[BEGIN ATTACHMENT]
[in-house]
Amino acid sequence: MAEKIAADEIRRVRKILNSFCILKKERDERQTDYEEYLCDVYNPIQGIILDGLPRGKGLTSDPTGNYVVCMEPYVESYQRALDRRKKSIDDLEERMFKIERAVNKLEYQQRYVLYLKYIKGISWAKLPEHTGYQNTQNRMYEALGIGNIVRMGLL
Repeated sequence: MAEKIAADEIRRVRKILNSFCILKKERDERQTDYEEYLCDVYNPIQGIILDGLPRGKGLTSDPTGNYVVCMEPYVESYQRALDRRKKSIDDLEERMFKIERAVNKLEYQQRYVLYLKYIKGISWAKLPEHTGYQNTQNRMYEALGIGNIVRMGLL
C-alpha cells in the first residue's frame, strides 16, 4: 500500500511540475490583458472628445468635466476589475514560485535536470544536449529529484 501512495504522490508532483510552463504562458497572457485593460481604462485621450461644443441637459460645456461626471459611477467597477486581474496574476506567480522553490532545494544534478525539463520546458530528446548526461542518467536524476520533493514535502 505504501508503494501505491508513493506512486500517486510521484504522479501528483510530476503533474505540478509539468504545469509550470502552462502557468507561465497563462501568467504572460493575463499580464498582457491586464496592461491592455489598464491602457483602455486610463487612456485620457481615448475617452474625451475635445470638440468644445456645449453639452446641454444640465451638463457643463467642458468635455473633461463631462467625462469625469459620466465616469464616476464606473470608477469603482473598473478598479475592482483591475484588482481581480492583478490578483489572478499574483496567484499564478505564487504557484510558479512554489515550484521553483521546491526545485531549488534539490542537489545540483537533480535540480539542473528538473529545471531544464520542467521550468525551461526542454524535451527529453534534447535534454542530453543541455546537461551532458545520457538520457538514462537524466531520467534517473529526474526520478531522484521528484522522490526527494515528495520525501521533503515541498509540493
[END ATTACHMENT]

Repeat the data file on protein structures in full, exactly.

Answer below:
[in-house]
Amino acid sequence: MAEKIAADEIRRVRKILNSFCILKKERDERQTDYEEYLCDVYNPIQGIILDGLPRGKGLTSDPTGNYVVCMEPYVESYQRALDRRKKSIDDLEERMFKIERAVNKLEYQQRYVLYLKYIKGISWAKLPEHTGYQNTQNRMYEALGIGNIVRMGLL
Repeated sequence: MAEKIAADEIRRVRKILNSFCILKKERDERQTDYEEYLCDVYNPIQGIILDGLPRGKGLTSDPTGNYVVCMEPYVESYQRALDRRKKSIDDLEERMFKIERAVNKLEYQQRYVLYLKYIKGISWAKLPEHTGYQNTQNRMYEALGIGNIVRMGLL
C-alpha cells in the first residue's frame, strides 16, 4: 500500500511540475490583458472628445468635466476589475514560485535536470544536449529529484 501512495504522490508532483510552463504562458497572457485593460481604462485621450461644443441637459460645456461626471459611477467597477486581474496574476506567480522553490532545494544534478525539463520546458530528446548526461542518467536524476520533493514535502 505504501508503494501505491508513493506512486500517486510521484504522479501528483510530476503533474505540478509539468504545469509550470502552462502557468507561465497563462501568467504572460493575463499580464498582457491586464496592461491592455489598464491602457483602455486610463487612456485620457481615448475617452474625451475635445470638440468644445456645449453639452446641454444640465451638463457643463467642458468635455473633461463631462467625462469625469459620466465616469464616476464606473470608477469603482473598473478598479475592482483591475484588482481581480492583478490578483489572478499574483496567484499564478505564487504557484510558479512554489515550484521553483521546491526545485531549488534539490542537489545540483537533480535540480539542473528538473529545471531544464520542467521550468525551461526542454524535451527529453534534447535534454542530453543541455546537461551532458545520457538520457538514462537524466531520467534517473529526474526520478531522484521528484522522490526527494515528495520525501521533503515541498509540493